That’s according to Michael Stamatakos, vice president of agricultural supply and development at Ocean Spray, and asked how auction prices (in the firm’s most recent auction on April 25 – where 175,000 gallons was sold at $30.12 to $35.10 per gallon) compared with the open market, he told BeverageDaily.com:
“We hear stories of other prices, but we can’t substantiate these, but our closing prices reflect the market conditions of supply and demand fairly accurately at the time of the auction.”
Some resistance remained – as in any industry – to the online auction platform, given that some buyers thought they were smarter than sellers, Stamatakos said.
“One thing that we don’t offer that big buyers want – is that big buyers want to believe they got a better deal than anyone else, they want some sort of price break.
“But we don’t provide that in the auction – whether volumes are large or small, whoever gets the contracts gets that price,” he added.
Buyers smarter than sellers?
Ocean Spray was more confident that its auction prices reflect the current situation of supply and demand in the market, Stamatakos said. “Oftentimes, in a small industry like this buyers think they’re smarter than sellers and vice versa – and no-one really knows where the trading points are.”
“So we believe that this allows us to get a price that is truly reflective of the demand versus supply situation in the market.”
Ocean Spray believed it represented around 20% of global cranberry concentrate sales, Stamatakos said, but the cranberry market was small in comparison with apple juice, for instance, he noted.
Around 3m gallons of cranberry concentrate were sold in 2010, with volumes going primarily into beverages – since other functional cranberry products tended to use powders – Stamatakos said, while Ocean Spray was currently selling a little less than 1m gallons per year.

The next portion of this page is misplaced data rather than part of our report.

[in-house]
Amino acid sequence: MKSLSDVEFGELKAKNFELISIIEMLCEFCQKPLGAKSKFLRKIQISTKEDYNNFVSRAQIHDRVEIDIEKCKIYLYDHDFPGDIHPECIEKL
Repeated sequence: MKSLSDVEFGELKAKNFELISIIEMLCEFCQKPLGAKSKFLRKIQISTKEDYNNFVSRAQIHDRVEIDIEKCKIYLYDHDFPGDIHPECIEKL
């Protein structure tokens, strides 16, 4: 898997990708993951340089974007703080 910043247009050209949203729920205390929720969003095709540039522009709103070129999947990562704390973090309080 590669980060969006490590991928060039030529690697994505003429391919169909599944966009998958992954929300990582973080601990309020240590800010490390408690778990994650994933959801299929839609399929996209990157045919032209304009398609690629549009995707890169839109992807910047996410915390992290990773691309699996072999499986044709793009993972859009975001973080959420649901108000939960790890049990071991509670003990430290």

Inventories ‘flat if not falling’
Given continued growth in global sales, despite a relatively large crop in 2011, the market was still at a point where inventories were flat if not falling, he added.
“That suggests that prices will hold if not build,” Stamatakos said, with a low pricing point in July 2010 ($16-17 per gallon), driven by surpluses, cut to the extent that supply-demand was fairly well balanced now, with sales at $32-33 per gallon, a price level he predicted could persist through 2012.
“Beyond that, if cranberry consumption continues to grow, then we do think demand could outstrip supply a little bit in 2013,” which was good for growers, Stamatakos said.
“[But] when prices get very high - $60-70 per gallon back in 2007 – the market reacts to that and manufacturers look for alternatives, maybe switching to apple or reducing cranberry concentrate in products. So the market will respond to high prices.”
Ocean Spray was currently seeing strong sales growth for cranberry concentrate internationally, particularly in Europe and Asia, Stamatakos said, beyond its core US market (70% of cranberry consumption).
“As a co-op we are now expanding through our partnership with PepsiCo into South America, which we think could be a very good market for cranberries in the long term,” he added.